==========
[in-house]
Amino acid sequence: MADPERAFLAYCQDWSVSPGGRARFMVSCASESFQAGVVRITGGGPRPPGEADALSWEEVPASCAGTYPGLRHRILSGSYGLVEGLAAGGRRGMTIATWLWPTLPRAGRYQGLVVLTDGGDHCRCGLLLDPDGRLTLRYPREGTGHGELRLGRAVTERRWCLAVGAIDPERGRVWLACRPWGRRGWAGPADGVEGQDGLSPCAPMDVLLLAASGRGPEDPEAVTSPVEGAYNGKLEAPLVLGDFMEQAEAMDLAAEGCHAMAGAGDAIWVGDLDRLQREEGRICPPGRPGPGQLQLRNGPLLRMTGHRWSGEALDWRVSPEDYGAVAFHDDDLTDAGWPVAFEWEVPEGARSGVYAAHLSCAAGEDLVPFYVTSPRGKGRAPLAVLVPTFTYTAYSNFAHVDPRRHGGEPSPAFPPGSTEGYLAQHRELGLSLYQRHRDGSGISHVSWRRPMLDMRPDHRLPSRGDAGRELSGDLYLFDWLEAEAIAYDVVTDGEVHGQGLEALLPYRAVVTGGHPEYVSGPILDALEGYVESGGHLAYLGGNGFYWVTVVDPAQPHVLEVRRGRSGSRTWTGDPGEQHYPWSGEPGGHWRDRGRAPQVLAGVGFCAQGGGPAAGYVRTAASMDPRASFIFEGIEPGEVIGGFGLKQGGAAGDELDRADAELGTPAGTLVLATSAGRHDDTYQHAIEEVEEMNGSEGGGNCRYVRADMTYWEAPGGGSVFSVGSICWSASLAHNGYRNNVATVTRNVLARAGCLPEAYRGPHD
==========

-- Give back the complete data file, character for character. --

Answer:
[in-house]
Amino acid sequence: MADPERAFLAYCQDWSVSPGGRARFMVSCASESFQAGVVRITGGGPRPPGEADALSWEEVPASCAGTYPGLRHRILSGSYGLVEGLAAGGRRGMTIATWLWPTLPRAGRYQGLVVLTDGGDHCRCGLLLDPDGRLTLRYPREGTGHGELRLGRAVTERRWCLAVGAIDPERGRVWLACRPWGRRGWAGPADGVEGQDGLSPCAPMDVLLLAASGRGPEDPEAVTSPVEGAYNGKLEAPLVLGDFMEQAEAMDLAAEGCHAMAGAGDAIWVGDLDRLQREEGRICPPGRPGPGQLQLRNGPLLRMTGHRWSGEALDWRVSPEDYGAVAFHDDDLTDAGWPVAFEWEVPEGARSGVYAAHLSCAAGEDLVPFYVTSPRGKGRAPLAVLVPTFTYTAYSNFAHVDPRRHGGEPSPAFPPGSTEGYLAQHRELGLSLYQRHRDGSGISHVSWRRPMLDMRPDHRLPSRGDAGRELSGDLYLFDWLEAEAIAYDVVTDGEVHGQGLEALLPYRAVVTGGHPEYVSGPILDALEGYVESGGHLAYLGGNGFYWVTVVDPAQPHVLEVRRGRSGSRTWTGDPGEQHYPWSGEPGGHWRDRGRAPQVLAGVGFCAQGGGPAAGYVRTAASMDPRASFIFEGIEPGEVIGGFGLKQGGAAGDELDRADAELGTPAGTLVLATSAGRHDDTYQHAIEEVEEMNGSEGGGNCRYVRADMTYWEAPGGGSVFSVGSICWSASLAHNGYRNNVATVTRNVLARAGCLPEAYRGPHD